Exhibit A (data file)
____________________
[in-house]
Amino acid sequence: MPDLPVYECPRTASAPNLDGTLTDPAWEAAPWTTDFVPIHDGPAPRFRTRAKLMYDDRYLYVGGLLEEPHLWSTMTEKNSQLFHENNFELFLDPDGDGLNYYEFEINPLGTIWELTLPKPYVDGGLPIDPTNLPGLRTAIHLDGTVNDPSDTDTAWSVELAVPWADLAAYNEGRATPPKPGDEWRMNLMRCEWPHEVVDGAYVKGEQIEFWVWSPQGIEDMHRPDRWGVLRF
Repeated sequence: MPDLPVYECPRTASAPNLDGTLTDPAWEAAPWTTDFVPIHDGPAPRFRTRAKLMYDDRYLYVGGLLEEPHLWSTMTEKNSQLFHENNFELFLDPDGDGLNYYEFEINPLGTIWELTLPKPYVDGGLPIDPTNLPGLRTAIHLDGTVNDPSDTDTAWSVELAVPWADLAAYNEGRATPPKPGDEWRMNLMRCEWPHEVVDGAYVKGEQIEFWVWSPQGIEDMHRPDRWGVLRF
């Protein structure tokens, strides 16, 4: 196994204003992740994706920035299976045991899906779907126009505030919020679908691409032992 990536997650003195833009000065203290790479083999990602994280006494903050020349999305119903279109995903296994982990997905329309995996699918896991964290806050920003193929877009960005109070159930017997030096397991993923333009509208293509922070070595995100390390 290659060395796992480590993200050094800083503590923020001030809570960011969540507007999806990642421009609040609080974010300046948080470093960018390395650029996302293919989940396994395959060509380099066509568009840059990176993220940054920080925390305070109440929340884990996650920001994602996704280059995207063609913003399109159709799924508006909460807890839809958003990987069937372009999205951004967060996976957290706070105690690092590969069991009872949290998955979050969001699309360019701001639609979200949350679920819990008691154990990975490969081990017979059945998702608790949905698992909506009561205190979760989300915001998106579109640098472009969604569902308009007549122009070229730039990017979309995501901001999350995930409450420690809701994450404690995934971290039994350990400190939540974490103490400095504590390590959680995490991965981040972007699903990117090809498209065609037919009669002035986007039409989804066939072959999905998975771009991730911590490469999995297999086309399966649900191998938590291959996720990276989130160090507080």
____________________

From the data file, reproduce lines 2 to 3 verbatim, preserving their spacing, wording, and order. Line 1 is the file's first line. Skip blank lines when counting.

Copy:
Amino acid sequence: MPDLPVYECPRTASAPNLDGTLTDPAWEAAPWTTDFVPIHDGPAPRFRTRAKLMYDDRYLYVGGLLEEPHLWSTMTEKNSQLFHENNFELFLDPDGDGLNYYEFEINPLGTIWELTLPKPYVDGGLPIDPTNLPGLRTAIHLDGTVNDPSDTDTAWSVELAVPWADLAAYNEGRATPPKPGDEWRMNLMRCEWPHEVVDGAYVKGEQIEFWVWSPQGIEDMHRPDRWGVLRF
Repeated sequence: MPDLPVYECPRTASAPNLDGTLTDPAWEAAPWTTDFVPIHDGPAPRFRTRAKLMYDDRYLYVGGLLEEPHLWSTMTEKNSQLFHENNFELFLDPDGDGLNYYEFEINPLGTIWELTLPKPYVDGGLPIDPTNLPGLRTAIHLDGTVNDPSDTDTAWSVELAVPWADLAAYNEGRATPPKPGDEWRMNLMRCEWPHEVVDGAYVKGEQIEFWVWSPQGIEDMHRPDRWGVLRF